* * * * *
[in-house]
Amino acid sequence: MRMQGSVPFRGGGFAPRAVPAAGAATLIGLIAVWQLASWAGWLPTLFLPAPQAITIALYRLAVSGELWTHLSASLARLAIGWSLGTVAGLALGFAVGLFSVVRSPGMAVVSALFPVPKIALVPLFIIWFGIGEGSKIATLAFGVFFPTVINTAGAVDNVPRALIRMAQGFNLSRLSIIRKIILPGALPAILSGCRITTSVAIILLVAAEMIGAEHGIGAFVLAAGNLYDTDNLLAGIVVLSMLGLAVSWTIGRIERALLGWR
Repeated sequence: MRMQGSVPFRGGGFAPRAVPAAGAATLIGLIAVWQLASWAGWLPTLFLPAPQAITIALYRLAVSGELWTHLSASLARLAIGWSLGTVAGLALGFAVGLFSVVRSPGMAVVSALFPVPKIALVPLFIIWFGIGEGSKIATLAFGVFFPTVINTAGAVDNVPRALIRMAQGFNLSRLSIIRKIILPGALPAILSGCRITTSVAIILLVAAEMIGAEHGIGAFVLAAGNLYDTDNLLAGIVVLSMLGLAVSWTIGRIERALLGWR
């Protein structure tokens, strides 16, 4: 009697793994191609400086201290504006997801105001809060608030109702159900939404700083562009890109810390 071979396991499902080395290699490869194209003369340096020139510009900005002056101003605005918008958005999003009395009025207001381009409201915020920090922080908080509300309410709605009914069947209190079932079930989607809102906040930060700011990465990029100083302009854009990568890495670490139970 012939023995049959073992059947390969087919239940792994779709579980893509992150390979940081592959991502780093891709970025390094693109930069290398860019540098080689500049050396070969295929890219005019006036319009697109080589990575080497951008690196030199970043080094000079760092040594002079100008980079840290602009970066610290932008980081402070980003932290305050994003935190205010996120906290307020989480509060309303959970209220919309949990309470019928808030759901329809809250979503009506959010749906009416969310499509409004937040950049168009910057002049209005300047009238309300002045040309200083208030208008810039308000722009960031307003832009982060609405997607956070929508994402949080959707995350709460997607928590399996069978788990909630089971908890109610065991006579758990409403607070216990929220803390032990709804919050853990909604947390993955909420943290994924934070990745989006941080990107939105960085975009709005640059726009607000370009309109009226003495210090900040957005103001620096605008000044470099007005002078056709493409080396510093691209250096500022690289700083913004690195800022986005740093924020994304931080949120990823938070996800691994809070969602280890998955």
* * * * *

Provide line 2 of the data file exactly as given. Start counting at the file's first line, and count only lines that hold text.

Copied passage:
Amino acid sequence: MRMQGSVPFRGGGFAPRAVPAAGAATLIGLIAVWQLASWAGWLPTLFLPAPQAITIALYRLAVSGELWTHLSASLARLAIGWSLGTVAGLALGFAVGLFSVVRSPGMAVVSALFPVPKIALVPLFIIWFGIGEGSKIATLAFGVFFPTVINTAGAVDNVPRALIRMAQGFNLSRLSIIRKIILPGALPAILSGCRITTSVAIILLVAAEMIGAEHGIGAFVLAAGNLYDTDNLLAGIVVLSMLGLAVSWTIGRIERALLGWR